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The New Yorker

The New Yorker November 21, 2016

Founded in 1925, The New Yorker publishes the best writers of its time and has received more National Magazine Awards than any other magazine, for its groundbreaking reporting, authoritative analysis, and creative inspiration. The New Yorker takes readers beyond the weekly print magazine with the web, mobile, tablet, social media, and signature events. The New Yorker is at once a classic and at the leading edge.

Country:
United States
Language:
English
Publisher:
Conde Nast US
Frequency:
Weekly
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47 Issues

in this issue

2 min.
contributors

Toni Morrison (“Aftermath,” p. 54) is the author of twelve novels, from “The Bluest Eye” to “God Help the Child.” In 1993, she was awarded the Nobel Prize in Literature. She lives in New York. Adrian Chen (“The Tough Guy,” p. 66) became a staff writer in 2016. Peter Hessler (“Aftermath,” p. 52) is a staff writer living in Ridgway, Colorado. He is writing a book about the five years he spent reporting from Egypt. Jill Lepore (“Esmé in Neverland,” p. 34; “Aftermath,” p. 59), a professor of history at Harvard, is writing a history of the United States. George Packer (“Aftermath,” p. 48) is a fellow at the Dorothy and Lewis B. Cullman Center of the New York Public Library, and at New America. “The Unwinding” is his latest book. Atul Gawande (“Aftermath,” p.…

3 min.
the mail

THE RESISTANCE Sam Altman, the tech wunderkind profiled by Tad Friend, is quoted as saying, “Democracy only works in a growing economy. Without a return to economic growth, the democratic experiment will fail” (“Adding a Zero,” October 10th). Doomsday prediction aside, democracy is a tool that people use to make decisions together. You can find democracy at your local PTA, at community meetings and block parties—wherever people are free to decide among themselves what happens next. To suggest that democracy relies on economic growth to exist is to forget that social change is created not by big companies backed by venture capitalists but by actual human beings. Andrew Seeder Somerville, Mass. Altman seems almost like the leader of a Nietzschean doomsday cult— or, at the very least, a villain from one of the early…

38 min.
goings on about town

Classical music’s chamber wing has become a small home for big experiments in cross-genre fertilization. The Le Boeuf Brothers (Pascal on piano, Remy on saxophone), prodigious twins from Santa Cruz, are clearing their own path, mixing the solid swing of the jazz tradition with hip-hop, indie rock, and the complex techniques of classical modernism. With their sidemen, they join the ever-ready JACK Quartet in a concert at National Sawdust on Nov. 16 that celebrates the release of their new album, “imaginist.” Dorrance Dance Michelle Dorrance, the MacArthur-awardwinning tap choreographer, brings her tightly constructed, spirit-lifting 2013 show “The Blues Project” back to the Joyce. Driven by the raucous live music of Toshi Reagon and her band, BIGLovely, Dorrance’s crew of affable, expert hoofers—including the virtuosic co-choreographers Derick K. Grant and Dormeshia Sumbry-Edwards—entertain greatly…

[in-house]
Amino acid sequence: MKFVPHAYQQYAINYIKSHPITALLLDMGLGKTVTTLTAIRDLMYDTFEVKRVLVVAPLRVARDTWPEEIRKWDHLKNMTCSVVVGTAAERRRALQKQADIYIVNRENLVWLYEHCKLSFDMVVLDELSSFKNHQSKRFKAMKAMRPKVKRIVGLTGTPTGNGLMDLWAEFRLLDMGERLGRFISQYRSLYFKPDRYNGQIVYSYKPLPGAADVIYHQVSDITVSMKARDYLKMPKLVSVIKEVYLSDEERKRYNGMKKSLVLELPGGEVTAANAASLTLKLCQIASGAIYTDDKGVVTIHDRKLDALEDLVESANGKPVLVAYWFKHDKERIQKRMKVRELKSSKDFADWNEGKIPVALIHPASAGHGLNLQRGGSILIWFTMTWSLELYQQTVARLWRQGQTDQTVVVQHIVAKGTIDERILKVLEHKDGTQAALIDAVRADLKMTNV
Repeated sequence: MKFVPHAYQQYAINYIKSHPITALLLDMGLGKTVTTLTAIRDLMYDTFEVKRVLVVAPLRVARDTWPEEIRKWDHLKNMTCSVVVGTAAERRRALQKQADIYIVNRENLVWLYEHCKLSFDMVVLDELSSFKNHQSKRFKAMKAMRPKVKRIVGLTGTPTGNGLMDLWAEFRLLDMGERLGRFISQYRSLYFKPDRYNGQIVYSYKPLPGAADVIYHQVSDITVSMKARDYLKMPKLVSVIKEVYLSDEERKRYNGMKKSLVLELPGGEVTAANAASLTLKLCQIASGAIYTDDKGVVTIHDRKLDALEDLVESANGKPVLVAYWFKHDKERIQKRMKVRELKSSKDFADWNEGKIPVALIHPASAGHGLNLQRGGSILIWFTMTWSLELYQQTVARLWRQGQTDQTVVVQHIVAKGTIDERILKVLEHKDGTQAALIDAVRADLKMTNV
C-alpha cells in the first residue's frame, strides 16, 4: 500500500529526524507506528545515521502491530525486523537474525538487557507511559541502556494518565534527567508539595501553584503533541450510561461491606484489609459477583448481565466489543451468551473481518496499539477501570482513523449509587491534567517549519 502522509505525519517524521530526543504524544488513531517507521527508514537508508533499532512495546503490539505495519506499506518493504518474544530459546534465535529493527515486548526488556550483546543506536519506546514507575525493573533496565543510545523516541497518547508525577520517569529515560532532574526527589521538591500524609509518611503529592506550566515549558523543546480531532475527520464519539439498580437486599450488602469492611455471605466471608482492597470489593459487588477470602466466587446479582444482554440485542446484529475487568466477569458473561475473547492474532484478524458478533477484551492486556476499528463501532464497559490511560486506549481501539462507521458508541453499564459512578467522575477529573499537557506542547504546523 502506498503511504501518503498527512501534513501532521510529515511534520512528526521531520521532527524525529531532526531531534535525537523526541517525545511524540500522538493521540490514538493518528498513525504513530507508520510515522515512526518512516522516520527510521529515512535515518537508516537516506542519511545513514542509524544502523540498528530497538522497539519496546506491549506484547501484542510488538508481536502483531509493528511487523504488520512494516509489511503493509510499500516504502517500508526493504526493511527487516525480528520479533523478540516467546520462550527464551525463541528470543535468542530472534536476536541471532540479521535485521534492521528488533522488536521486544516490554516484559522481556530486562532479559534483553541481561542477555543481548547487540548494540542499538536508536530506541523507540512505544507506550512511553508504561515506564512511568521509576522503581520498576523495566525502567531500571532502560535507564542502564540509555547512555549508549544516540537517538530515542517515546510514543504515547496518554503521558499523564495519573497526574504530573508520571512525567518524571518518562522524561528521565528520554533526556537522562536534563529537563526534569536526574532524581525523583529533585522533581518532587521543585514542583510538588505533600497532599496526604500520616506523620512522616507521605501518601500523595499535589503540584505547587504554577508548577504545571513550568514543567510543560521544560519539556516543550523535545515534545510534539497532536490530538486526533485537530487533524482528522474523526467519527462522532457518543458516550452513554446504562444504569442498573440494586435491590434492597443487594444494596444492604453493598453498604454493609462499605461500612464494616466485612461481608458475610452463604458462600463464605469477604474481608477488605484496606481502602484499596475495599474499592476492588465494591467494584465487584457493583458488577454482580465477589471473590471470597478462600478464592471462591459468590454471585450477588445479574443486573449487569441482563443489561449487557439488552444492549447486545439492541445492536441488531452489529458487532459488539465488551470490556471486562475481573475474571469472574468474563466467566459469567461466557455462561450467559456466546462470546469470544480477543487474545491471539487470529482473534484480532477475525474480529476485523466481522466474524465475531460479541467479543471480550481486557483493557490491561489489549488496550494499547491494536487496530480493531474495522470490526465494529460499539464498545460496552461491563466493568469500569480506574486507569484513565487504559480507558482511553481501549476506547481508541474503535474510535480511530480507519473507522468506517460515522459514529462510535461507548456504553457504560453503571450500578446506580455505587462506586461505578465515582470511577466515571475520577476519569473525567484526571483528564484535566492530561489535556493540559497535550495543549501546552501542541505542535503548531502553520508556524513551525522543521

2 min.
dance

Time Flies David Vaughan and Pepper Fajans conjure the spirit of Merce Cunningham. MERCE CUNNINGHAM, as his death drew near, decided that when he was gone his company would not struggle forward without new repertory. Instead, it would stick its chin up, go on an international tour, and then close its doors. So it happened. Cunningham died in 2009. The company toured until 2011, and then folded. Many of Cunningham’s works are available for other companies to license, but there is no longer a Cunningham season in New York every spring. The river has flowed back into the sea. No one, however, would argue that the sea was not changed thereby. Cunningham was one of the leaders in the move toward abstraction that American dance underwent in the mid-twentieth century, and which signalled…

2 min.
classical music

Voice of the Viola A young composer gets the chance of a lifetime with the Philharmonic. WHEN NEW YORK Philharmonic audiences hear the first performances of Julia Adolphe’s viola concerto “Unearth, Release” (Nov. 17-19), they may not realize the amount of labor that goes into creating an orchestral piece from scratch: the concerto lasts approximately nineteen minutes and took about a year to compose. Adolphe, who is twenty-eight years old and is completing a doctorate at the University of Southern California’s Thornton School of Music, received the commission in late 2014, after winning a competition at the American Composers Orchestra. She met with Cynthia Phelps, the Philharmonic’s principal violist, who will be the soloist in the première, and studied her sound. Adolphe began sketching, on paper and on the computer; she went…

3 min.
above & beyond

Cranksgiving As the holiday season draws near, tradition nudges us to consider all the things for which we’re grateful, and to turn our gaze toward the less fortunate. Still, not everyone is stirred by a can drive, a pledge campaign, or a soup-kitchen sign-up sheet—some people want adventure with their altruism. Cranksgiving bills itself as “part bike ride, part food drive, part scavenger hunt,” calling on city residents to whiz between markets, snatching up items to be donated to the Bowery Mission. It’s a fun concept for a noble cause, and it has fed hundreds of families each Thanksgiving since its inception, in 1999. (The ride starts at Hudson Yards, at Eleventh Ave. and 34th St. cranksgiving.org. Nov. 19 at 1.) AUCTIONS AND ANTIQUES In this, the busiest week of the fall season,…